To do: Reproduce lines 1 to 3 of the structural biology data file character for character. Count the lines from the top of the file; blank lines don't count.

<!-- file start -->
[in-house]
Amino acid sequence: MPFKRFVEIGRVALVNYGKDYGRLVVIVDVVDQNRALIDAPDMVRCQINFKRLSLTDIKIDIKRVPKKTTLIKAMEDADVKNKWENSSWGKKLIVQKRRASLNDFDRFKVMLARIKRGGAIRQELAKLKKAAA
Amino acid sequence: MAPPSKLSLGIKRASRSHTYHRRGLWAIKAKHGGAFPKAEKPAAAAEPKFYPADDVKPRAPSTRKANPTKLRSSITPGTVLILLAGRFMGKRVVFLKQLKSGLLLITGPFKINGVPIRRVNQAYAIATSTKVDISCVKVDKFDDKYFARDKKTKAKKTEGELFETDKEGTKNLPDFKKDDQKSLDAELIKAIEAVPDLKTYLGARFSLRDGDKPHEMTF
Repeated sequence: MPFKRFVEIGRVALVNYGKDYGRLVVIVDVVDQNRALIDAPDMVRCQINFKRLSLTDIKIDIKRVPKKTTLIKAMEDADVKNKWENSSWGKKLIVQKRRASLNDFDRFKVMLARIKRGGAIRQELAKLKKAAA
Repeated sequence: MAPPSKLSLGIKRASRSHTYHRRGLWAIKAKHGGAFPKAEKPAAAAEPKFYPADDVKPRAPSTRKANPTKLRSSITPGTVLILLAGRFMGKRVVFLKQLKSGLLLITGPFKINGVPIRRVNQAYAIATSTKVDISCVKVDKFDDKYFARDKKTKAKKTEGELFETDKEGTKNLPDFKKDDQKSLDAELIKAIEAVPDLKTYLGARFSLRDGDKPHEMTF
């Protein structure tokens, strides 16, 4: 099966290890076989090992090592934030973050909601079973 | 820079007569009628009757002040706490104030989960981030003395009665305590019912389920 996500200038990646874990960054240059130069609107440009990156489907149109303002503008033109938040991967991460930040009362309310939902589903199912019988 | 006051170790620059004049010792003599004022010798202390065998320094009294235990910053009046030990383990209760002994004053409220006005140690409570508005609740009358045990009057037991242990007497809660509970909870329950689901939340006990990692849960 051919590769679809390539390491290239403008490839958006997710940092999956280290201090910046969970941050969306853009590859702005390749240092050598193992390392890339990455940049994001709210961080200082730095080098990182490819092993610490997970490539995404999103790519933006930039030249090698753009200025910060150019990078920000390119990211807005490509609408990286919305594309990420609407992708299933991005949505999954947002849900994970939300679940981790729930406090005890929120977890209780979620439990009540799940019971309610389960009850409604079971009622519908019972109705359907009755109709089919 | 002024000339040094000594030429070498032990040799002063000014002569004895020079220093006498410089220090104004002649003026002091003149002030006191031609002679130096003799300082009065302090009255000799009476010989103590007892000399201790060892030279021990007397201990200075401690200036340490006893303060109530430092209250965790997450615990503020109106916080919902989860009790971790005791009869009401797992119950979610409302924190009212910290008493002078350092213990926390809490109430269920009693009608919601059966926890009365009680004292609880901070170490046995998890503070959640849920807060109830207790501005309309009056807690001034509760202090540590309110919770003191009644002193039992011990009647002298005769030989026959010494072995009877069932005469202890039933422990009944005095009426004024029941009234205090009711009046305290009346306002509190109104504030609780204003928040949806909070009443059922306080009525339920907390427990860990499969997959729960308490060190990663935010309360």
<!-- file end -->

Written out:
[in-house]
Amino acid sequence: MPFKRFVEIGRVALVNYGKDYGRLVVIVDVVDQNRALIDAPDMVRCQINFKRLSLTDIKIDIKRVPKKTTLIKAMEDADVKNKWENSSWGKKLIVQKRRASLNDFDRFKVMLARIKRGGAIRQELAKLKKAAA
Amino acid sequence: MAPPSKLSLGIKRASRSHTYHRRGLWAIKAKHGGAFPKAEKPAAAAEPKFYPADDVKPRAPSTRKANPTKLRSSITPGTVLILLAGRFMGKRVVFLKQLKSGLLLITGPFKINGVPIRRVNQAYAIATSTKVDISCVKVDKFDDKYFARDKKTKAKKTEGELFETDKEGTKNLPDFKKDDQKSLDAELIKAIEAVPDLKTYLGARFSLRDGDKPHEMTF